And then I also had this like, no way to like finance the new year. I mean, the next subsequent years of my education. So yeah. And then my father also got sick due to diabetes complication. He had a long struggle for five years before he passed away in 2016. So, a number of reasons I could not really complete that, but then, out of that necessity, I thought, okay, there's no way out. The only way out for me is to probably again, maybe try building a business and making some money. So that's why in 2012, me and a friend of mine, we started a small business, which is like a graphic team brand. We called it Loqui in Latin, I think. It means to communicate. So all the designs of the t-shirt would have this symbols or graphics, which would communicate a message.
So it was like unique in that sense. Again, the inspiration at that point of time for me, was to do something similar to what Threadless did in the US, where they had a community of designers, creative designs, and then, they would sell it back to the community and are interested people. So I want to do something similar. So, and again, one other thing was that I just wanted to prove to myself that I can do build something from scratch. So we started with a $10,000 budget. We actually got so called investments from couple of friends, and we did all the mistakes that you could possibly think of and including manufacturing a shitload, like we manufactured 2000 pieces instead of like a small batch. And then we were clueless as to like how to market. So when you initially build a business, you focus too much on product. You think that, okay, this is because you build it. You think that it's a great product and then people would buy but quickly realized that's not how it works.
So one, we didn't set aside a lot of budget for marketing. And the second thing is that we did not know much about marketing at all. So it was really hard. But then we did couple of interesting things. We did sell art t-shirts in store, in Haji lane, in Arab street on a consignment basis. So, that was one. And then we also did sell in a store in Temasek poly. So Temasek poly business school as a store where students run the store. So we sold a couple of pieces there, but these were all very small numbers. The biggest mistake that we made was that we overproduced. So, I mean, if you're an entrepreneur and you've not read the lean framework, you'll eventually learn because that's the only way to like sustainably try out anything, like, do a bunch of experiments, very small experiments with as little resources as possible.
And then you see whether something happens again. So, again, I remember like this was heading towards a failure. And the one thing that I did not want to be was like a failure because the only two people who did business in my family, they were like incredible failures. So they bunched a lot of... they made a loss, a huge loss and lost a lot of family property and whatnot in India. So I did not want to be like them. So the drive to not fail was one key factor where I kept on trying to make somehow make this work. So moving forward, what I did with designs was that I produced in very small quantities. And then I also took advantage of certain events. So there's this cricketer Sachin Tendulkar. So he was retiring back in 2013. So I kind of knew that he would retire in November.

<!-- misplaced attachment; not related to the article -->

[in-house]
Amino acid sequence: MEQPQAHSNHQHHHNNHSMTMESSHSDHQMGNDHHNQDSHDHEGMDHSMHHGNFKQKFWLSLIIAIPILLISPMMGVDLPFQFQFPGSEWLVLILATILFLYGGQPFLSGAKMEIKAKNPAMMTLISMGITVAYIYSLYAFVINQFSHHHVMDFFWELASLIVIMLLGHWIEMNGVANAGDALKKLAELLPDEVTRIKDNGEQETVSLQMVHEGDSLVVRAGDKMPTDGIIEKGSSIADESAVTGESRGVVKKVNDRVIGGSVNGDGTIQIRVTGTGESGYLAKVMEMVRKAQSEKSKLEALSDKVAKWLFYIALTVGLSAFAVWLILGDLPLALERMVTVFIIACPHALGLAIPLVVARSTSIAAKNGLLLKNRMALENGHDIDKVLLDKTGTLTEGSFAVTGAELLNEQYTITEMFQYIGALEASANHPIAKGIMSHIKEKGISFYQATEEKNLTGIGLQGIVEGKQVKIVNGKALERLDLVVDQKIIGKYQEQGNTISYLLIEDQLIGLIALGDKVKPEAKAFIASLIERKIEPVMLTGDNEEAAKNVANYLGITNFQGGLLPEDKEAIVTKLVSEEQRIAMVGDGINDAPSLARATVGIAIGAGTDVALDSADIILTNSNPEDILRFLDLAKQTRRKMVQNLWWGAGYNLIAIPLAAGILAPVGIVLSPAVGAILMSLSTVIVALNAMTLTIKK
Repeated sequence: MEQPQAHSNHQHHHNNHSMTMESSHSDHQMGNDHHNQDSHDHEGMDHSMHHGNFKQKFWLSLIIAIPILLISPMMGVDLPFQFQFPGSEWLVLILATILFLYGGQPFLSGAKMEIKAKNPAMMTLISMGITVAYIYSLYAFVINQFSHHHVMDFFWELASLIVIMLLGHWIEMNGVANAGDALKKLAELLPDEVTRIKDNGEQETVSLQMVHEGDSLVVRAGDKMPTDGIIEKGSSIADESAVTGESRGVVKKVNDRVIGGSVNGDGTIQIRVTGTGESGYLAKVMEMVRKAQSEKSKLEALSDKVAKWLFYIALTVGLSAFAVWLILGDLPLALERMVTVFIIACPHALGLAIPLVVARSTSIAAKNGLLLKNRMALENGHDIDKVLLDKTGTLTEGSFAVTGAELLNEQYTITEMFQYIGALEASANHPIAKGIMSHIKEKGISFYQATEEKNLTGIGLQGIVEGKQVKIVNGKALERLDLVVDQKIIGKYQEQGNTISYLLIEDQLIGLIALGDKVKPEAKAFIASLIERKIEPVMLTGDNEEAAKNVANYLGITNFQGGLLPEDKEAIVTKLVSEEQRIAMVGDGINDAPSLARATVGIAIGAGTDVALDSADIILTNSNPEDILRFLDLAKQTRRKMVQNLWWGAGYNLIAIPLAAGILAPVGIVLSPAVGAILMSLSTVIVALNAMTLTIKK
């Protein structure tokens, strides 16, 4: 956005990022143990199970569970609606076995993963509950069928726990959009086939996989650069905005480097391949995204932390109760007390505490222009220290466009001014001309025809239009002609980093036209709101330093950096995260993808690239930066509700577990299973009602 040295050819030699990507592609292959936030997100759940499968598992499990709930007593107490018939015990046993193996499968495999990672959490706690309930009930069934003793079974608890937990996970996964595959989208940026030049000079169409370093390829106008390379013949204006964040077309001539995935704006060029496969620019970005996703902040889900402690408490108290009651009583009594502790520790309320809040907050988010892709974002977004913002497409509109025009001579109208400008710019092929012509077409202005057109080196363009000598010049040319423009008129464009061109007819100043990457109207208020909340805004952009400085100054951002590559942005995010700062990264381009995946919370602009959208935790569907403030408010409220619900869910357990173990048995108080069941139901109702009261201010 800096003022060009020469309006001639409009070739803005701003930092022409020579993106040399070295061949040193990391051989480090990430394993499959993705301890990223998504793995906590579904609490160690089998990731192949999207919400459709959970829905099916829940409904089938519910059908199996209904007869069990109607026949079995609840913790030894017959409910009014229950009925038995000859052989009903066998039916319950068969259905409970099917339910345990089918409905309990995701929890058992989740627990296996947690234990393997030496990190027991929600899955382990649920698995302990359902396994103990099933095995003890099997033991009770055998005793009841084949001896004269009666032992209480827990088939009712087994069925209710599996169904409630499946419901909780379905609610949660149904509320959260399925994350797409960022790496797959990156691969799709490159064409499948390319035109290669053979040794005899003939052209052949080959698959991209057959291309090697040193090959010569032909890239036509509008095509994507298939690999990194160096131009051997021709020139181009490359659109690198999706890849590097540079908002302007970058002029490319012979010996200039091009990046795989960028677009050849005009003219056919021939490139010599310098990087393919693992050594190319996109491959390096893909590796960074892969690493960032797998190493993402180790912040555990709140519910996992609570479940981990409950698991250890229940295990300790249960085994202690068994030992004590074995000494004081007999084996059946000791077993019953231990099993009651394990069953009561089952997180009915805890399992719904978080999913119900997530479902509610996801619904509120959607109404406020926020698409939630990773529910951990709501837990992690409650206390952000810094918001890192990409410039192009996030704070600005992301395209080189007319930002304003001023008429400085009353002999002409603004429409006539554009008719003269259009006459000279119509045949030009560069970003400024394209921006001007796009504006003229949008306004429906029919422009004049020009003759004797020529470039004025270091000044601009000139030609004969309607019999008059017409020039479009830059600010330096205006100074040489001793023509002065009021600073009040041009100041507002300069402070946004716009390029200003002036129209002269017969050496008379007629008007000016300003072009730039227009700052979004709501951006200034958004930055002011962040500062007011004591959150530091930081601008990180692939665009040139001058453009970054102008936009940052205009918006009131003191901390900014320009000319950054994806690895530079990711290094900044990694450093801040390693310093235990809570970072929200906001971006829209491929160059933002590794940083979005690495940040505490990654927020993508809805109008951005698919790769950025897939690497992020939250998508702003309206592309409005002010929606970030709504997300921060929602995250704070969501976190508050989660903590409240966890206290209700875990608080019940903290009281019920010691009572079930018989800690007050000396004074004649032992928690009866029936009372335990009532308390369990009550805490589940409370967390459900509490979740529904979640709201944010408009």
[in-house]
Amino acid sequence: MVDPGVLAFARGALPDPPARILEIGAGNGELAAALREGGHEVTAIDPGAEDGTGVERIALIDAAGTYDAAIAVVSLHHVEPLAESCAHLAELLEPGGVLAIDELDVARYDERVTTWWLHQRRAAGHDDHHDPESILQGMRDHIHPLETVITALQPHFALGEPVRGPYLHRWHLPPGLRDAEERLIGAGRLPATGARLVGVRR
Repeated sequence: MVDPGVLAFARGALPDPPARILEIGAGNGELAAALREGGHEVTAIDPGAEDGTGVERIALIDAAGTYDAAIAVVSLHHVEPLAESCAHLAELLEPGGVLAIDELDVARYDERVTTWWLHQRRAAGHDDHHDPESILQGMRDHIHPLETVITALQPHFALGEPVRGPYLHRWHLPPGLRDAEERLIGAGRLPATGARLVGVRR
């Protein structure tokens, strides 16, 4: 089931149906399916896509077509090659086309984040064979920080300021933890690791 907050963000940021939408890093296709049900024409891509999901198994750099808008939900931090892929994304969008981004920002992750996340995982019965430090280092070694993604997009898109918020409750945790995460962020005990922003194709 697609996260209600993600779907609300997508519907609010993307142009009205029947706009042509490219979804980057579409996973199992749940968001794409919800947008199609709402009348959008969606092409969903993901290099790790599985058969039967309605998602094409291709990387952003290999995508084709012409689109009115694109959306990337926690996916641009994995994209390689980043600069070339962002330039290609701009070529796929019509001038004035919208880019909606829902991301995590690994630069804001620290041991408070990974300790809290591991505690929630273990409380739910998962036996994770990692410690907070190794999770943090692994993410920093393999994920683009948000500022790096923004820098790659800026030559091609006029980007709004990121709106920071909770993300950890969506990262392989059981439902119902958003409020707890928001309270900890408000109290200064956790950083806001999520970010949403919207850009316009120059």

So in September I came up with the design and there are a lot of people in India crazy about this person. And so, and I had also read a news that some guy in US, when Osama Bin Laden died, he sold 10,000 t-shirts for $12 each. And he made like 120 K on the week, Osama Bin Laden died. So I thought, okay, maybe this is a good way to sell. So I came up with the design early. I did not make like thousands or something. I just made few hundreds. I knew that I could sell. And then yeah, that I eventually ended up selling all of it. This way you learn that, okay, you produce what you, manage with what you can. And then you slowly build from there. I kept doing these kind of things for a bunch of a few months.
And then I was making like two-three hundred dollars every month. So after a while I was doing this on top of the job that I had. So it was really tiring. And there were a couple of my friends who said that I looked like a cancer patient. I was too stressed and tired. So after a while I thought, okay, this is not worth my effort. And then, I just stopped working on that, but I really like the experience of this, creating something on my own and then adding some value. So I was discussing a bunch of things with a long time friend of mine from Temasek poly and in 2014... So he's a really good engineer and he built a toy 3D printer. So it was like, this was a time of the whole 3D printing hype, I don't know whether you remember in 2012, there was this pirate 3D from Singapore, which raised like millions of dollars on Kickstarter.